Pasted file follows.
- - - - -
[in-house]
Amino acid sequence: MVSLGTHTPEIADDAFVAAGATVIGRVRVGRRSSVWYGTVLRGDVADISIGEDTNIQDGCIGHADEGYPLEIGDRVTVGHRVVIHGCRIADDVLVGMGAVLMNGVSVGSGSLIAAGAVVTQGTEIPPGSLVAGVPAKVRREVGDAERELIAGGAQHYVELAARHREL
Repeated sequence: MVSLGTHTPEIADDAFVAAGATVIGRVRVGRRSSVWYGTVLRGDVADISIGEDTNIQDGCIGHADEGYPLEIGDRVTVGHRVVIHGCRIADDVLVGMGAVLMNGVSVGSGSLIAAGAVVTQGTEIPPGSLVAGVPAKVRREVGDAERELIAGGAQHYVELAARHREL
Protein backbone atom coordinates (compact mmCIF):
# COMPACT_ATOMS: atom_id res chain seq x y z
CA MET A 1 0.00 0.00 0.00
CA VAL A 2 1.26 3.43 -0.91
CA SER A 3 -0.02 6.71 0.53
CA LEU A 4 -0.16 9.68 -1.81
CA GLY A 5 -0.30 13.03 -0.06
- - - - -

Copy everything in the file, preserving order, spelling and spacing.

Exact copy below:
[in-house]
Amino acid sequence: MVSLGTHTPEIADDAFVAAGATVIGRVRVGRRSSVWYGTVLRGDVADISIGEDTNIQDGCIGHADEGYPLEIGDRVTVGHRVVIHGCRIADDVLVGMGAVLMNGVSVGSGSLIAAGAVVTQGTEIPPGSLVAGVPAKVRREVGDAERELIAGGAQHYVELAARHREL
Repeated sequence: MVSLGTHTPEIADDAFVAAGATVIGRVRVGRRSSVWYGTVLRGDVADISIGEDTNIQDGCIGHADEGYPLEIGDRVTVGHRVVIHGCRIADDVLVGMGAVLMNGVSVGSGSLIAAGAVVTQGTEIPPGSLVAGVPAKVRREVGDAERELIAGGAQHYVELAARHREL
Protein backbone atom coordinates (compact mmCIF):
# COMPACT_ATOMS: atom_id res chain seq x y z
CA MET A 1 0.00 0.00 0.00
CA VAL A 2 1.26 3.43 -0.91
CA SER A 3 -0.02 6.71 0.53
CA LEU A 4 -0.16 9.68 -1.81
CA GLY A 5 -0.30 13.03 -0.06